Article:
Building data-powered businesses

Getting the right data, getting that data right, and then using it effectively in decision-making is key to unlocking the full potential of businesses.  Inflexion Digital Director Alex Mathers led a panel to discuss this at the 2021 Inflexion Portfolio Exchange. 

Knowledge is power. This has been said many times – however ensuring that insight is available at the right place and right time is easier said than done. Even if within companies renowned for data, information silos can still exist (often in finance), holding the business back.

“Good information needs to be available in all parts of a company, not just finance. If finance guys can come out of their silo and share the information that they are holding, we’ll have much more intelligent conversations going on in the wider business,” says Simon McMurtrie, serial Chair and adviser to a number of companies in the consumer space.

The benefits of harnessing data are evidenced from many businesses in the Inflexion portfolio. Take the case of Comparison Technologies (CT), a multi-channel price comparison technology enabler for home services which was created from two smaller businesses with different areas of expertise. Decision-making in the firm had been driven largely by gut feel, and CEO Julie Harris recalls, “Gut doesn’t scale a business, we needed data to optimise. Once we took a more data-led approach, we realised there was a lot more optimisation we could do.”

They did, and it bore fruit: in the last two years, the changes drove CT’s gross profits up by over 20%. “Gut feel is good but needs to be validated and challenged, with decisions rooted in data and tracked accordingly,” she said, saying the data-led approach made a “substantial difference”.

Data can also help free humans from certain tasks and focus on those which are more rewarding – for the business as well as themselves as people. John Kerr, Chair of CMSPI says: “Data lies at the heart of automating processes, and this will make us better able to scale as we won’t be as headcount-dependent.” This in turn could help firms focus (hu)manpower on enhancing customer experience in the business rather than more repetitive activities. For CMSPI, it may also enable the introduction of new products and services so the firm can access new markets and customers.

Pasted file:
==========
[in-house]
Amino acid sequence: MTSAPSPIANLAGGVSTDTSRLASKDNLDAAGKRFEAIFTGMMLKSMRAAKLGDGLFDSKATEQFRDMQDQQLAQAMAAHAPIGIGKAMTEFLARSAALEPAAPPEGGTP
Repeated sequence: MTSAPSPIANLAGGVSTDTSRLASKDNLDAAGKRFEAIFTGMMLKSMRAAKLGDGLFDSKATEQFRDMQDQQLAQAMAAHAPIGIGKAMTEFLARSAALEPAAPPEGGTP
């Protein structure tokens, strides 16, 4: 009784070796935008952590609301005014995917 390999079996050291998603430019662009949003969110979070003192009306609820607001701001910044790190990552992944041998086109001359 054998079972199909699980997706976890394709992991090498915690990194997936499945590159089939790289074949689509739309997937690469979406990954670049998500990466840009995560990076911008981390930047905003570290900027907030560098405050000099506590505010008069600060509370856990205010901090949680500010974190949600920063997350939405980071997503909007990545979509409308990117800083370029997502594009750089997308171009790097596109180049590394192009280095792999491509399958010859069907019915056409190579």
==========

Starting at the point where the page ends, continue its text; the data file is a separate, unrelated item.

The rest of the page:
Trusting data

Getting the data right is only half the battle however – building trust in both the data and the models is crucial to adoption. Data outputs are only ever as good as the inputs, meaning quality control is a key element. “If you can make data useful to the operational inputters as well as strategic users, you drive good behaviour as the people capturing the data can utilise its benefits as well,” points out Marc Warner of Faculty, a leading applied artificial intelligence company that applies AI to solve real-world business problems. 

Trust is equally built by transparency – at two of the businesses Simon McMurtrie chairs, Scott Dunn and Virgin Experience Days, the teams have worked extensively to both ensure common definitions of core metrics and ensure ‘democratic’ access to data regardless of team. VED saw profits improve after investing in data-driven marketing, with the return on this investment shared company-wide to drive engagement. Scott Dunn is utilising data to focus on better communication with new and existing guests (customers) to maximise lifetime value. Free tools such as Power Query and PowerBI make it straightforward for team members to visualise impact and enable swift data queries. “We now have proper insight that helps us change what we do, and these tools help less data-oriented people to understand the power of data – and inform their decisions.”

Finally, with increasing use of AI and predictive analytics, trust and transparency in how the ‘model gets to the answer’ is increasingly important too. 


Putting it into practice

Data skills are highly sought-after in today’s talent market – and therefore many businesses face a question of whether they can and should build this capability in-house or instead partner / outsource.

John has acted as both a provider and a client in his career and feels partnering is very helpful for getting results fast. “You always have to think about what you bring, where are the gaps, and how do you plug them. Your strategy may be partnering and then building up the capability in-house as well.”

Comparison Technologies on the other hand has data specialists in different areas in-house and then looped finance in to be guardians of data integrity. “It’s helped us to democratise data and move from data literate to data evangelists,” Julie says. Having reporting tools enabled this: not everyone loves spreadsheets, but being able to see and understand the data and the difference it makes helps more people to get on board. Enthuses Julie, “I can’t imagine us having a meeting now without data at the heart of it.”